Review by Chris & Jude Gibson

#WildEssex Book Reviews 2022: Habitats of the World, Essex Rock & The Secret Life of an Arable Field

During 2022, we have been asked to review three books. Our reviews below show what a mixed bag reviewing can throw up, from incredibly positive to downright awful, should never have seen the light of day. Presented in order of best first, the first two have been published in the journals as detailed, but the third is published here for the first time.


Essex Rock: Geology beneath the landscape by Ian Mercer & Ros Mercer. Pelagic Publishing, 2022. £29.99 paperback.

In 2000, I was asked to review the first edition of this book, then authored by Gerald Lucy. My view of it was almost wholly favourable, and indeed it has become a frequent reference point for me over the ensuing two decades.

This new edition simply makes it more indispensable for someone like me without a formal geological background. The larger format and almost four times as many pages allow the ideas in the book the space to breath, and to be supported by a much richer wealth of photos and images. The authors have done a great service to the naturalist community in producing enjoyable, readable text without sacrificing erudition. The simple, clear design also helps, although to my eyes at least the font of the body text is ever so slightly too weak for comfort.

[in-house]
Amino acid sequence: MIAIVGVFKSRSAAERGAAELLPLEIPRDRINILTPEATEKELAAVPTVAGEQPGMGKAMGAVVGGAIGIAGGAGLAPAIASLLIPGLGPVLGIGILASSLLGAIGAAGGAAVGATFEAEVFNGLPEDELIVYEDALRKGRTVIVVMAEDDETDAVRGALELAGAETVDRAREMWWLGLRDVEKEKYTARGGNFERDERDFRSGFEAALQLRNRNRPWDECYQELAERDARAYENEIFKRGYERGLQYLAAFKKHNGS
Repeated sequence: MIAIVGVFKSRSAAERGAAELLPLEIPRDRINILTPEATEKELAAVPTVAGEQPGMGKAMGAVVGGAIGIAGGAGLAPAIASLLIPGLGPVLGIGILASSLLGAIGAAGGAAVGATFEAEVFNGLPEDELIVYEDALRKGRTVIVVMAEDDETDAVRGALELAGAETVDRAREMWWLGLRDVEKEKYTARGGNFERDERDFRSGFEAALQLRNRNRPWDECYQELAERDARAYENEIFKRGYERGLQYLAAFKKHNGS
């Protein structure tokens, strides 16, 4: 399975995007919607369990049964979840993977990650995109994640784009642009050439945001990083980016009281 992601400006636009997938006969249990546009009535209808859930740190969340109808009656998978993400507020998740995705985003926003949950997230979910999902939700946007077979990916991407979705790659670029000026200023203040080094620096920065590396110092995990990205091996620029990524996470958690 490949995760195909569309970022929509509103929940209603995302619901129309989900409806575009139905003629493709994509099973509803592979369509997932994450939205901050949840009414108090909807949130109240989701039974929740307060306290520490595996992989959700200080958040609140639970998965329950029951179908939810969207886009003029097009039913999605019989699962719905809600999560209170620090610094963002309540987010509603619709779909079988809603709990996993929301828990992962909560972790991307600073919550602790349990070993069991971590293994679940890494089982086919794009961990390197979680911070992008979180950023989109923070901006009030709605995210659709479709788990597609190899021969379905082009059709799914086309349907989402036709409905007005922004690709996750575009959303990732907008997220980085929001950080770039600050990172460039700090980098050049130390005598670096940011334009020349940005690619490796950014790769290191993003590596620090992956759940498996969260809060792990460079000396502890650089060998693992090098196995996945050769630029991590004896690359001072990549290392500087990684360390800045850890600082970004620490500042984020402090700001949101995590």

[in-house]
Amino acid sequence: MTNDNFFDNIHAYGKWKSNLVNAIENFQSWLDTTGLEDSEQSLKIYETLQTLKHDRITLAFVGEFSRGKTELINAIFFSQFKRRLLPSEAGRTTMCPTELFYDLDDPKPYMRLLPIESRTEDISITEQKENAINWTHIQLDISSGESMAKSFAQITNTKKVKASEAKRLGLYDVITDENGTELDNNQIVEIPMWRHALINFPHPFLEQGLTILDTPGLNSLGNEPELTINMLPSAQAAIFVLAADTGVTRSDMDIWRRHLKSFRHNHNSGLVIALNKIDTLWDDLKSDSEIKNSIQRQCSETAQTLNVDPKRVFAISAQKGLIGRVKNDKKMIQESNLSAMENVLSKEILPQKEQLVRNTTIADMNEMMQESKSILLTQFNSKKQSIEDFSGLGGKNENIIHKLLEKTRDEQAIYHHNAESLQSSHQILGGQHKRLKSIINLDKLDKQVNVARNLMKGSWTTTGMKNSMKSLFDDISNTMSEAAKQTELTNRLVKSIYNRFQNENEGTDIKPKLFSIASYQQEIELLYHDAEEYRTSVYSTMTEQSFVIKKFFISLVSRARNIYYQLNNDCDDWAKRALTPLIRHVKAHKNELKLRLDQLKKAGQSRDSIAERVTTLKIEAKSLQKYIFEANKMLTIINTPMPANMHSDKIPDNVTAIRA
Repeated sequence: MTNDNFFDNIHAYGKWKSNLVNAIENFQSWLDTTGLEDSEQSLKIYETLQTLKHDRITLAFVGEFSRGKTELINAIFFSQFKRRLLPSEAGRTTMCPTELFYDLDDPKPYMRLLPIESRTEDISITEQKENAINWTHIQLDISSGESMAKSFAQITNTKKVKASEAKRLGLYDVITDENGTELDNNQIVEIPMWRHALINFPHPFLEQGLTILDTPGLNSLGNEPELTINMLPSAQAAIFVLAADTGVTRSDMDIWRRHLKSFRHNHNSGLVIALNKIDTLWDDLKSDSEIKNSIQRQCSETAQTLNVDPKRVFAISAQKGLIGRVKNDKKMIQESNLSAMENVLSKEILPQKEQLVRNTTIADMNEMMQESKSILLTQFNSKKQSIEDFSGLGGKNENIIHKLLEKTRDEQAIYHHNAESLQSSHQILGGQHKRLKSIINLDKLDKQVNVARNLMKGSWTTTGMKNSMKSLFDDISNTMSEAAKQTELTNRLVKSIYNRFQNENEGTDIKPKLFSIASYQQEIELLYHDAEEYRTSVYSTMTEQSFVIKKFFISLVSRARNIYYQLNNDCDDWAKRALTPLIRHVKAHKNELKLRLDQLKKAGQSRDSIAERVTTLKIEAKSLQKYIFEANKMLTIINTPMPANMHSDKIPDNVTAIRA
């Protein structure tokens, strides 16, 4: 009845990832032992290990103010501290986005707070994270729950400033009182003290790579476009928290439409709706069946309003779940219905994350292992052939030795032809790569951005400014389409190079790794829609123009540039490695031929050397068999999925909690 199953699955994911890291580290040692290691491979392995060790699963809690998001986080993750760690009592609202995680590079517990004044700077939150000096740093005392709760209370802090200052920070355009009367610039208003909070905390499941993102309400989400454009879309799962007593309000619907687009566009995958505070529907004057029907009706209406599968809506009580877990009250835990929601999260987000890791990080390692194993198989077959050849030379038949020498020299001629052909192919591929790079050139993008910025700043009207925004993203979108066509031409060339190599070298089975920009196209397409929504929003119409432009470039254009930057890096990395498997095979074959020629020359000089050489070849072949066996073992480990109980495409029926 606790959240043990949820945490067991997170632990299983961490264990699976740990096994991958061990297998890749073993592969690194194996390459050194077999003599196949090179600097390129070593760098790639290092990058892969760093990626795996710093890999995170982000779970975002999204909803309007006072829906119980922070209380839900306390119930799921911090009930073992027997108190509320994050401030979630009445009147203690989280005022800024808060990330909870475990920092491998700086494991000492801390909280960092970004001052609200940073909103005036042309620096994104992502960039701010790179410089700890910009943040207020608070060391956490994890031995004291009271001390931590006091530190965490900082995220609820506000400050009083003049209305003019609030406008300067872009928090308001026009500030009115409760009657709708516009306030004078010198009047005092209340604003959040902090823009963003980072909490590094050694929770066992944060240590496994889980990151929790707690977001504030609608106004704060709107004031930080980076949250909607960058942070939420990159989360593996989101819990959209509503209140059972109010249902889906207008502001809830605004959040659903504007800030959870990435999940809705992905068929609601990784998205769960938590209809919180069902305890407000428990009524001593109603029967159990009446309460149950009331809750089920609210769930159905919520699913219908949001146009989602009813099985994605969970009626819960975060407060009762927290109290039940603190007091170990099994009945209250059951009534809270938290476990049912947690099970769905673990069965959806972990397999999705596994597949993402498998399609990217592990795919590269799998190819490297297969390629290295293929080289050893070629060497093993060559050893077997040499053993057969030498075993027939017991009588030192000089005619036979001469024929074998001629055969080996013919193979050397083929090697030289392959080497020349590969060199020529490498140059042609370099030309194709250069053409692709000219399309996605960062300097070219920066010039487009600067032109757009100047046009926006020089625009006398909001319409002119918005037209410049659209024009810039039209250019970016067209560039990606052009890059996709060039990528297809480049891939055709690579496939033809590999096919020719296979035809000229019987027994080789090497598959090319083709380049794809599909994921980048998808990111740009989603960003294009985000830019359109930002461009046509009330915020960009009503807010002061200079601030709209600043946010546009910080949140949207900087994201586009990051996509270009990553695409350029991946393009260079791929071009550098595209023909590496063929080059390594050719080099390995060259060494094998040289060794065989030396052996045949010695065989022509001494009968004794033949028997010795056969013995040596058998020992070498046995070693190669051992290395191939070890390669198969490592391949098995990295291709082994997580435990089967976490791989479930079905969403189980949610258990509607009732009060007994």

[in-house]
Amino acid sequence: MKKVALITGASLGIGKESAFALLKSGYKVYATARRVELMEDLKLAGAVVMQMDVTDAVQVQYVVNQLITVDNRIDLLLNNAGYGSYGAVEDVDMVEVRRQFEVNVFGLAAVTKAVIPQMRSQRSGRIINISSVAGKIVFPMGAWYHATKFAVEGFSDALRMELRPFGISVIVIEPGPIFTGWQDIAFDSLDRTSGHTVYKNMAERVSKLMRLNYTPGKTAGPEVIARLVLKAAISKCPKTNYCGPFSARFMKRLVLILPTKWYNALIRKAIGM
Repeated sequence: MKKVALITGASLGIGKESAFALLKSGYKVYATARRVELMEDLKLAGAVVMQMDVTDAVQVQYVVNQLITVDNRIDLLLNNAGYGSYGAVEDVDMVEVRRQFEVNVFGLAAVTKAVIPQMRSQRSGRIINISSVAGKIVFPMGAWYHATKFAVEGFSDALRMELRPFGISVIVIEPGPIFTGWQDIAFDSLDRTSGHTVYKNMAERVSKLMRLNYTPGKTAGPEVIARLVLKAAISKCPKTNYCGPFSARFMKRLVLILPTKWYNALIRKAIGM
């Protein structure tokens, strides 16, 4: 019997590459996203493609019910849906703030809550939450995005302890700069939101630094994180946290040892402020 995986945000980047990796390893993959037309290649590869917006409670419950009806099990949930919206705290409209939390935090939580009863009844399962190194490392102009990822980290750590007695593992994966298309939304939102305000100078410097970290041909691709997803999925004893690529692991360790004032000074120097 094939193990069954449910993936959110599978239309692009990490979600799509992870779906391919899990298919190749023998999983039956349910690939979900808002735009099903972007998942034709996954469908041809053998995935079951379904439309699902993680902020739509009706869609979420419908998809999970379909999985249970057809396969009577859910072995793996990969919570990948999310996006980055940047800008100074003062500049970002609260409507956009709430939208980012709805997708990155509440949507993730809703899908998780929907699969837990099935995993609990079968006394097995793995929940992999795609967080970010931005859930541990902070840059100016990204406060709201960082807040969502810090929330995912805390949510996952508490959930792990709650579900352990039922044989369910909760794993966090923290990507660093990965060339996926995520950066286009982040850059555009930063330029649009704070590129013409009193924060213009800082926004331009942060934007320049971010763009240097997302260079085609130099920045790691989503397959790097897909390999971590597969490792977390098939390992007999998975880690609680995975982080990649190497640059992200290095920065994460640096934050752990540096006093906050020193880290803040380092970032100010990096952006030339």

Essex is a ‘soft rock’ county, relatively young, lacking in relief and many of the dramatic landforms found elsewhere, and in which many of the geological sites remain largely, stubbornly sub-surface – in other words, it is an acquired taste. The breadth of coverage is breathtaking, from long before the times of our earliest surface rocks to a distant, conjectured future, all told as a coherent story through time.